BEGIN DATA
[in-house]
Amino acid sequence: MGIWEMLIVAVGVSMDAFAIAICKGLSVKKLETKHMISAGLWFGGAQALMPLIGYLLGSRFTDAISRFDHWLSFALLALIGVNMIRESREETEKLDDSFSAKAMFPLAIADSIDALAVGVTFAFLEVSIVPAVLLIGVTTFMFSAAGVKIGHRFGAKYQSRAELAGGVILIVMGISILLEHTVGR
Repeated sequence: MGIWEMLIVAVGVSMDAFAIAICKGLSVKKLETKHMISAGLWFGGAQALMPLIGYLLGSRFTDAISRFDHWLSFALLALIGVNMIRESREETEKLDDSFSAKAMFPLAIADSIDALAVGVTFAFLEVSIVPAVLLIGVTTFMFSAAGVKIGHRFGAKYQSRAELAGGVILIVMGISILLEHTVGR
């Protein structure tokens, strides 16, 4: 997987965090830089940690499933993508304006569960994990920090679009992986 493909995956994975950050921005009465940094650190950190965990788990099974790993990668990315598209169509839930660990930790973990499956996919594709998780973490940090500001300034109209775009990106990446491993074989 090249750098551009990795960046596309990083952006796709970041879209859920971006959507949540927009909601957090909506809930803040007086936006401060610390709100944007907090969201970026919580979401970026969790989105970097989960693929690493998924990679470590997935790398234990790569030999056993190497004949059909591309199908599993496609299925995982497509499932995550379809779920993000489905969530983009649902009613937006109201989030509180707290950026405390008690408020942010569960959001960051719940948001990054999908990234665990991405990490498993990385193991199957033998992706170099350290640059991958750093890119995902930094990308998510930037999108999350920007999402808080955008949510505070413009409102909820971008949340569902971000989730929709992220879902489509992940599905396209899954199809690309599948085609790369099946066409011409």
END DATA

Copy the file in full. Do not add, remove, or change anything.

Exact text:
[in-house]
Amino acid sequence: MGIWEMLIVAVGVSMDAFAIAICKGLSVKKLETKHMISAGLWFGGAQALMPLIGYLLGSRFTDAISRFDHWLSFALLALIGVNMIRESREETEKLDDSFSAKAMFPLAIADSIDALAVGVTFAFLEVSIVPAVLLIGVTTFMFSAAGVKIGHRFGAKYQSRAELAGGVILIVMGISILLEHTVGR
Repeated sequence: MGIWEMLIVAVGVSMDAFAIAICKGLSVKKLETKHMISAGLWFGGAQALMPLIGYLLGSRFTDAISRFDHWLSFALLALIGVNMIRESREETEKLDDSFSAKAMFPLAIADSIDALAVGVTFAFLEVSIVPAVLLIGVTTFMFSAAGVKIGHRFGAKYQSRAELAGGVILIVMGISILLEHTVGR
């Protein structure tokens, strides 16, 4: 997987965090830089940690499933993508304006569960994990920090679009992986 493909995956994975950050921005009465940094650190950190965990788990099974790993990668990315598209169509839930660990930790973990499956996919594709998780973490940090500001300034109209775009990106990446491993074989 090249750098551009990795960046596309990083952006796709970041879209859920971006959507949540927009909601957090909506809930803040007086936006401060610390709100944007907090969201970026919580979401970026969790989105970097989960693929690493998924990679470590997935790398234990790569030999056993190497004949059909591309199908599993496609299925995982497509499932995550379809779920993000489905969530983009649902009613937006109201989030509180707290950026405390008690408020942010569960959001960051719940948001990054999908990234665990991405990490498993990385193991199957033998992706170099350290640059991958750093890119995902930094990308998510930037999108999350920007999402808080955008949510505070413009409102909820971008949340569902971000989730929709992220879902489509992940599905396209899954199809690309599948085609790369099946066409011409």